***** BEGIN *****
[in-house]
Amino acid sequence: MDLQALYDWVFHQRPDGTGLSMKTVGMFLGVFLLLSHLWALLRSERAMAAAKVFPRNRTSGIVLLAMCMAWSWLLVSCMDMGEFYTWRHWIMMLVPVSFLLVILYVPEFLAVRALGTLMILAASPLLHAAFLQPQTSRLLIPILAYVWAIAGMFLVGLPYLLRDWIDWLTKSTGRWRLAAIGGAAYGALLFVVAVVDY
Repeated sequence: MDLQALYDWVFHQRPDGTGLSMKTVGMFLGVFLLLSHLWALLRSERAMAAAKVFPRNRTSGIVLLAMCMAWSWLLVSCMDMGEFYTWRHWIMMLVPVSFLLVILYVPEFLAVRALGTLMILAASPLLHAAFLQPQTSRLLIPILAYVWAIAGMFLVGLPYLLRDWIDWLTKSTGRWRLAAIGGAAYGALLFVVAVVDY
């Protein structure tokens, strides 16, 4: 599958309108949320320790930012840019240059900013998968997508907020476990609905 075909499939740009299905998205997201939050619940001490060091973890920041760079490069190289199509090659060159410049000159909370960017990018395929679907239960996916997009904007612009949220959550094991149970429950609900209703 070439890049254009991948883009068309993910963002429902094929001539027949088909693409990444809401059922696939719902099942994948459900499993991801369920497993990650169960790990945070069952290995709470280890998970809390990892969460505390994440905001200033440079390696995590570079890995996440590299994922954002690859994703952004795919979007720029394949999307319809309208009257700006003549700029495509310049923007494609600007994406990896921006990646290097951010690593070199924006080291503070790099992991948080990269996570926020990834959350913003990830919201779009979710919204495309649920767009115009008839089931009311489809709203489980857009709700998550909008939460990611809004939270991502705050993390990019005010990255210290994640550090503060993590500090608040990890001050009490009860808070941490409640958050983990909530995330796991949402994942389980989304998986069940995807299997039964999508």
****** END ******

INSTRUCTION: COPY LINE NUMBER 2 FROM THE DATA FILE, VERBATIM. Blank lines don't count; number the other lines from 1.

Amino acid sequence: MDLQALYDWVFHQRPDGTGLSMKTVGMFLGVFLLLSHLWALLRSERAMAAAKVFPRNRTSGIVLLAMCMAWSWLLVSCMDMGEFYTWRHWIMMLVPVSFLLVILYVPEFLAVRALGTLMILAASPLLHAAFLQPQTSRLLIPILAYVWAIAGMFLVGLPYLLRDWIDWLTKSTGRWRLAAIGGAAYGALLFVVAVVDY